262. Memorandum From the President’s Special Assistant (Rostow) to President Johnson 1

Mr. President:

Fritz Hollings2 called me. Having spent a vacation in South Carolina next door to him two years ago, we are friends.

He reported as follows.

He is very worried about the mood on Viet Nam among the men whose support you really need in the Senate for Viet Nam—in particular, Senators Russell, Stennis and Byrd. He says the mood is affected by stories of the Marines getting ambushed in the DMZ, damage to the carrier, and a general feeling that we are on a treadmill in Viet Nam. Dick Russell’s view is that we should “declare war or get out.” Stennis’, that we are vastly overcommitted and that we are fighting at the level “the enemy dictates.”

He says this mood of frustration lies behind the support for Fulbright’s resolution.3

I said that there were two facts as seen from the Executive Branch:

  • —In the wake of McNamara’s trip we have never had the Saigon and Washington teams so completely agreed that in military terms we were making good progress; we could see a process under way that really gave light at the end of the tunnel; and, in fact, our greatest anxiety and caution was the Vietnamese election.
  • —In substance, what was happening was that the manpower pool under the control of the Viet Cong in the South was being run down slowly but surely, and the North Vietnamese could not or would not put in enough forces across the DMZ or otherwise to divert effectively U.S. forces from maintaining effective pressure on the Viet Cong, along with the South Vietnamese, the Koreans, etc. The North Vietnamese have had to withdraw from I Corps the units which had been fighting there for rest and refit after their engagements with Marines.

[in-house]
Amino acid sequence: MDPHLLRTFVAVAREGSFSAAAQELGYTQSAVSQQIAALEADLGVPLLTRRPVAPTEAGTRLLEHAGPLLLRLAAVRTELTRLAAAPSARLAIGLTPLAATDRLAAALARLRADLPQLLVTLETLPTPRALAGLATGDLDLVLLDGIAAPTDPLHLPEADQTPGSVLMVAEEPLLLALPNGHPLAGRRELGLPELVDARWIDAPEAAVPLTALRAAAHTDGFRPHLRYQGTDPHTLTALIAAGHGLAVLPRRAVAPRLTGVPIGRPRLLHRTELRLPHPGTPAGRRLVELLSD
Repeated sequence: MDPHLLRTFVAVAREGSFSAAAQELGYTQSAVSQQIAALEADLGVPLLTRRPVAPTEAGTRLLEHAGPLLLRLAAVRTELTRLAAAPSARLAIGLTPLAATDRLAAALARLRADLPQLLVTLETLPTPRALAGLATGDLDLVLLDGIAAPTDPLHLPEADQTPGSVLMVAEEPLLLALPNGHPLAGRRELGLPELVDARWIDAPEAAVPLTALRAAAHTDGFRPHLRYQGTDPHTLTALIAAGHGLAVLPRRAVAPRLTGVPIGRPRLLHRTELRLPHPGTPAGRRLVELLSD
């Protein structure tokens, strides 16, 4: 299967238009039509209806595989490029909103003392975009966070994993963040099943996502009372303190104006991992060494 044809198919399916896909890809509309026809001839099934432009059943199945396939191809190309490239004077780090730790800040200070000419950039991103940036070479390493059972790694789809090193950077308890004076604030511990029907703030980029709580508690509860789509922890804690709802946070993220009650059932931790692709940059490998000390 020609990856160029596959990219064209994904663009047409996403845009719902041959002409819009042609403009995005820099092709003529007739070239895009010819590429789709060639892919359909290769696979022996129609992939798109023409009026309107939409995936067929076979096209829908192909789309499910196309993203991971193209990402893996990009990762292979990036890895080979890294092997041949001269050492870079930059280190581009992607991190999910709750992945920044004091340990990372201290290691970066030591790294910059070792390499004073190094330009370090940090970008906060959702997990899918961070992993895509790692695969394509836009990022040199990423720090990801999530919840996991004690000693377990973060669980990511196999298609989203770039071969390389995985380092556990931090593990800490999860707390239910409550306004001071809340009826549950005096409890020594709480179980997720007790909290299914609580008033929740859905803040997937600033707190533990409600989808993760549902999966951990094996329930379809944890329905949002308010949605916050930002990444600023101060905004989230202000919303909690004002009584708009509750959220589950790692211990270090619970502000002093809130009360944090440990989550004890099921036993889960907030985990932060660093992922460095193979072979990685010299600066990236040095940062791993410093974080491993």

I concluded that in fact we were on a winning track if we had the capacity to sweat it out.

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He said it was extremely important that we conveyed all the evidence for this view to these key Senators.4

  1. Source: Johnson Library, National Security File, Country File, Vietnam, Memos to the President, 6/1–8/2/67, Vol. I. No classification marking. The President wrote on the memorandum: “To McNamara for action with 3 Sen[ators] involved.” Another handwritten note indicates that McNamara received the report by telephone.
  2. Senator Ernest F. Hollings (D–SC).
  3. On July 31 Fulbright submitted a resolution requiring Senate assent to “national commitments” to foreign nations.
  4. According to notes by Rostow, at the weekly foreign policy luncheon of August 1, Nitze was given the task of gathering the necessary “evidence” to persuade Hollings’ Senate colleagues on an informal basis. (Johnson Library, National Security File, Files of Walt Rostow, Meetings with the President, July through December 1967)